Apartment Prices Headed for a Fall

MTA "for sale" sign on the front of a Moscow building. Property prices may fall up to 20 percent, some experts said.
The stock market is plummeting, interest rates are going through the roof and the price of oil is far from its highs, but the city's famously high real estate prices have so far managed to stay afloat. Experts, however, warn that the prices of residential buildings and apartments may be trending downward, succumbing in part to the current liquidity crisis, growing supply and a long-overdue correction in the real estate market.

"A big percentage of second-tier apartment buildings are now on offer, and this suggests that apartments bought earlier as investments are finding their way onto the market," said Alina Andreyeva, a real estate analyst at KomStrin.

"We can expect up to a 20 percent drop in apartment prices if the current trend continues," she said.

In recent years, Russia has enjoyed a real estate boom, fueled by oil money and higher incomes. Apartment prices have surged, helped in part by the influx of people from the provinces to the big cities in search of comfort and prestige. Moscow is now the world's third-most expensive location for residential properties after Monaco and London, according to Global Property Guide.

The latest figures released by the Indicators of the Real Estate Market analytical center showed that prices for most types of residential buildings have remained virtually unchanged since before the start of the crisis — the average price of a square meter in a typical Moscow apartment building is currently $5786, only a few dollars cheaper than what it was in June.

Most realtors said the crisis in the banking sector could be the primary factor for an eventual fall in apartment prices.

Faced with borrowing problems of their own, various banks have tightened conditions for financing residential projects, and some are opting out of agreements inked earlier with developers.

"The financial crisis is a stimulant for decline in apartment values, and this could lead to a 5 percent to 10 percent fall in prices before the end of the year," Boris Derevyagin, deputy head of the IRN analytical center said Friday.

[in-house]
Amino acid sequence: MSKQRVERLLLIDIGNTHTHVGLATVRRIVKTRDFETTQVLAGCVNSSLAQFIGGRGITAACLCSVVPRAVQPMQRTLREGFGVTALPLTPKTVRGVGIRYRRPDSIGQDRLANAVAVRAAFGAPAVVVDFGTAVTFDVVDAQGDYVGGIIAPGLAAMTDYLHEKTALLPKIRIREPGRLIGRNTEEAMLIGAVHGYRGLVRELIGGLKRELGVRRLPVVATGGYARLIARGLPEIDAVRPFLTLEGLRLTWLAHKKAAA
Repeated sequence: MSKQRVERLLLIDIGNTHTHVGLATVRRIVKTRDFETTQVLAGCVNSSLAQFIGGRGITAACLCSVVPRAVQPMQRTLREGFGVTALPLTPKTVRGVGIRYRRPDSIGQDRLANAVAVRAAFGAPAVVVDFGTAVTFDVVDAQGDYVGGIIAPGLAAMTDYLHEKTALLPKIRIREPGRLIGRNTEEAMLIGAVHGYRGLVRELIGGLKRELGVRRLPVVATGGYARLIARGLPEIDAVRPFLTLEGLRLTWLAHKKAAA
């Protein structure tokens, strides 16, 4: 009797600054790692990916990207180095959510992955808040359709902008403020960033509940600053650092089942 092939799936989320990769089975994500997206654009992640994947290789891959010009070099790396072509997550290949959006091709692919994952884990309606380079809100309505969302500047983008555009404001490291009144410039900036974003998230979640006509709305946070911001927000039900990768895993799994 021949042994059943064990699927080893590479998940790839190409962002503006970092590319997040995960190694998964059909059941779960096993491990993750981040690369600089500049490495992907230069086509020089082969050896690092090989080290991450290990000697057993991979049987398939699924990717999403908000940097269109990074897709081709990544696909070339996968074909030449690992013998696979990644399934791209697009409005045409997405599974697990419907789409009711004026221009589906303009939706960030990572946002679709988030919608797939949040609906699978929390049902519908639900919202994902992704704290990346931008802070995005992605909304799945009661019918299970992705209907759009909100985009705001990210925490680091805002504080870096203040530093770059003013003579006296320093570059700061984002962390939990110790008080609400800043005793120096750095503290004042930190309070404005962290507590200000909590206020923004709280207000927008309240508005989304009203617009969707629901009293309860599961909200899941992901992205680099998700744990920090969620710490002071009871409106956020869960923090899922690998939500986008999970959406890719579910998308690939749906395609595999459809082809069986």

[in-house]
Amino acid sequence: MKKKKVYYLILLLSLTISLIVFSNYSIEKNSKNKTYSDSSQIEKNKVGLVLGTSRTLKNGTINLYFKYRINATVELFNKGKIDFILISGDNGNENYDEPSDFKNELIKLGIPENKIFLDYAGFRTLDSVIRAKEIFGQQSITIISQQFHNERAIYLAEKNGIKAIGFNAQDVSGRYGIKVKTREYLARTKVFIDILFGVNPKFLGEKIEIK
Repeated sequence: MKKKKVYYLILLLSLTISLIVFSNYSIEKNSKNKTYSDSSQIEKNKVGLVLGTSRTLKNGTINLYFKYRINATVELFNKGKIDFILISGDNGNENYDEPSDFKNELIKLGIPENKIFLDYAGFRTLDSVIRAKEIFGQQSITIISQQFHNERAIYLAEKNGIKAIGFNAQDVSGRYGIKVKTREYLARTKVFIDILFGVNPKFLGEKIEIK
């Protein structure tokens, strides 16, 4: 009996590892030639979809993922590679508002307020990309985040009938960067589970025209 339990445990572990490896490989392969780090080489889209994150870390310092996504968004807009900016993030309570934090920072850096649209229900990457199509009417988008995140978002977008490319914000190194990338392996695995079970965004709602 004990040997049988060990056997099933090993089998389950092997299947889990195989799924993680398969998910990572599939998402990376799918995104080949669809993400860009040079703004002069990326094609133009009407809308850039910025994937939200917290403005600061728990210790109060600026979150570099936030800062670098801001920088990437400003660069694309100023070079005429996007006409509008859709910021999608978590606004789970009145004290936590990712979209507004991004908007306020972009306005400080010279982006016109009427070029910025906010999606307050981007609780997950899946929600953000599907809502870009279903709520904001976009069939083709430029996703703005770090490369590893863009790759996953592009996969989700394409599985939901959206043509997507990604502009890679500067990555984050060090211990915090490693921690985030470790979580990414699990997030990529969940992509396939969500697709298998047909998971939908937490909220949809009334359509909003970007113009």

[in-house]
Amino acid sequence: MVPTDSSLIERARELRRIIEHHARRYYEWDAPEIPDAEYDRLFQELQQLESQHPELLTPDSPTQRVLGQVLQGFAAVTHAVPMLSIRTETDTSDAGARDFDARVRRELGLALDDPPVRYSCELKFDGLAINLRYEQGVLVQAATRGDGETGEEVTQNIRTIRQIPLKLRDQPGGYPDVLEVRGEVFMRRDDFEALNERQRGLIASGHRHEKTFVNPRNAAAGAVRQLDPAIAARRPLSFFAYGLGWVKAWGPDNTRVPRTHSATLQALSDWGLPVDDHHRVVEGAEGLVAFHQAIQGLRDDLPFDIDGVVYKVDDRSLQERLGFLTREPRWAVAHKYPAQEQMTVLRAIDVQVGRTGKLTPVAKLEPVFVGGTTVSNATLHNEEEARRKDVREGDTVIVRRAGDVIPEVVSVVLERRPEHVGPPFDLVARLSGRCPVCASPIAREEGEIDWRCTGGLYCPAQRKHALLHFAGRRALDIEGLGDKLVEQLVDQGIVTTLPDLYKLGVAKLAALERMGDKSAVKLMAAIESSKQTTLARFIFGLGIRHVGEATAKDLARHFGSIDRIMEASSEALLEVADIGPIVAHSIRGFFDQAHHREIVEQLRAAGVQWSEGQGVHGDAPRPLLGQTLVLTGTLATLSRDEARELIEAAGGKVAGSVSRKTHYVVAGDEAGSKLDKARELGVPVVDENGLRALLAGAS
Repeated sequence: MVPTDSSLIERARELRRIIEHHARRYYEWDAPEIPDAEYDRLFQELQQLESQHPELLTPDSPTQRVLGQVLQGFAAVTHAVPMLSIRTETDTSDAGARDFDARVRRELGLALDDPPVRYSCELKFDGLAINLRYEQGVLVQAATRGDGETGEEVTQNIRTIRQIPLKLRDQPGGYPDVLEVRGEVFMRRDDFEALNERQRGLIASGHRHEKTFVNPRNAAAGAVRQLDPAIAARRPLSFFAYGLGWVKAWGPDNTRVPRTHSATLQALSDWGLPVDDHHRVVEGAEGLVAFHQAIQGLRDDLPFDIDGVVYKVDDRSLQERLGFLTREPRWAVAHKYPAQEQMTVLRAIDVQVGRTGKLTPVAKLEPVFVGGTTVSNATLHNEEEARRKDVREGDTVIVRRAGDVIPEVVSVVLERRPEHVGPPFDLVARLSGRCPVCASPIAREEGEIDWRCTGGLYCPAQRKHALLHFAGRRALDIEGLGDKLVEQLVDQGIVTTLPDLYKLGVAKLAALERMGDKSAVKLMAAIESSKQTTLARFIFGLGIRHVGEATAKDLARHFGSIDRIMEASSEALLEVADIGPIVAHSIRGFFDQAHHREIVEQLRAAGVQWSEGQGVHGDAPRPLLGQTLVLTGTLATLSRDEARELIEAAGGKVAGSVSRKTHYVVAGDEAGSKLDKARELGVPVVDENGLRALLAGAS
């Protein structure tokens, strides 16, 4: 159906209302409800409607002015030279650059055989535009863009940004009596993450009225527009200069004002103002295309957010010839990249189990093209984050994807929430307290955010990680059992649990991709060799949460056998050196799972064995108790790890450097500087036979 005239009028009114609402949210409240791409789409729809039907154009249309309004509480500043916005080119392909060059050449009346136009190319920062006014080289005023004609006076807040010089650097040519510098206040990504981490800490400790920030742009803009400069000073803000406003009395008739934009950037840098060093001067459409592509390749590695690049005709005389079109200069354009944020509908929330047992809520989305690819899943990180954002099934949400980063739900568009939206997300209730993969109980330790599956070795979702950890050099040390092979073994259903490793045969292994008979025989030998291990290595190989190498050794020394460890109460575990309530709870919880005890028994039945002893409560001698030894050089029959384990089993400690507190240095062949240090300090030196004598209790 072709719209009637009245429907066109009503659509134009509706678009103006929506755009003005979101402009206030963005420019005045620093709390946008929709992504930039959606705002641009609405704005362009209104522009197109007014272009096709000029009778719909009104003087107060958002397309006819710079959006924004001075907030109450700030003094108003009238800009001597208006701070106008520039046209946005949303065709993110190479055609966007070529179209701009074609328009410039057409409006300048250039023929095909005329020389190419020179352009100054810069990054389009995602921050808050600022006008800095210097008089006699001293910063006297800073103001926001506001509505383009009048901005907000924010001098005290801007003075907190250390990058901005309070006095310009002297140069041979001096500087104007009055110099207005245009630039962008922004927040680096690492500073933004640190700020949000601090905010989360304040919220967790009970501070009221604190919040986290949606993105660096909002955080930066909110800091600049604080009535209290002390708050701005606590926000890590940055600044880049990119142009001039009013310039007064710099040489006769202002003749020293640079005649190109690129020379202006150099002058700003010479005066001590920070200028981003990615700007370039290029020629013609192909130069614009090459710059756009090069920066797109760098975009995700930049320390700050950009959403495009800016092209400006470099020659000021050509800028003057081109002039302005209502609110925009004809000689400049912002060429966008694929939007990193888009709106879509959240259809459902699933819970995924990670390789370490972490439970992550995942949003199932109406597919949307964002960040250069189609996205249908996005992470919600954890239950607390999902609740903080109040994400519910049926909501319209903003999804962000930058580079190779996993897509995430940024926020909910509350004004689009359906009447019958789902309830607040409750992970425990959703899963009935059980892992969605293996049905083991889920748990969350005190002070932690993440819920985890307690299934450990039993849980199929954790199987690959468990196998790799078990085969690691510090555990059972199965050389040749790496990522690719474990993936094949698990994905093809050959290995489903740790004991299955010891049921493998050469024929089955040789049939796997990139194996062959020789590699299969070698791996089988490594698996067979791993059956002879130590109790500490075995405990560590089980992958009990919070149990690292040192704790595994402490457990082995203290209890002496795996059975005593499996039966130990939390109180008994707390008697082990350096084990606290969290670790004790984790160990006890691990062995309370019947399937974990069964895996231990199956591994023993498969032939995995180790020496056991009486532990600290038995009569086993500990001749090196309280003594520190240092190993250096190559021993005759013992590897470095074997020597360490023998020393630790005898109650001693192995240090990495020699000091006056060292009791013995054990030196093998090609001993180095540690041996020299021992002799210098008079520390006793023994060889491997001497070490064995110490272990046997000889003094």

"A fall in prices is long expected because Moscow residential real estate is overpriced when compared to other countries," he added.

Jana Kuzina, Director of Strategic Consulting and Valuation at CB Richard Ellis said the credit squeeze would force developers to drop prices on newly completed projects in order to sell them quicker.

As a result, "within two or three months, we can expect offers on apartments that would be 20 percent to 30 percent lower than what we have today," Kuzina said.

Other industry experts doubted that prices would fall drastically. Konstantin Popov, chairman of the board at INKOM Corporation, Moscow's largest developer, said the current shortage of apartments and many banks cutting back on real estate financing would keep supply at a minimum. In any case, Popov believes that it would be difficult for an individual investor to capitalize on any weakness in the market.

"The few developers presently in stringent financial straits would not sell to individual buyers, but rather on a wholesale basis to other real estate investors," he said.

Denis Sokolov, the Head of Research at Cushman & Wakefield Stiles & Riabokobylko, said prices in major cities such as Moscow would always be kept afloat by a constant influx of people seeking higher living standards.

"Having an apartment in Moscow is a ticket to a salary that is significantly higher than in any other region," he said.

"Because of this, we won't see a major decrease in the sale of residential property, at least in the short term."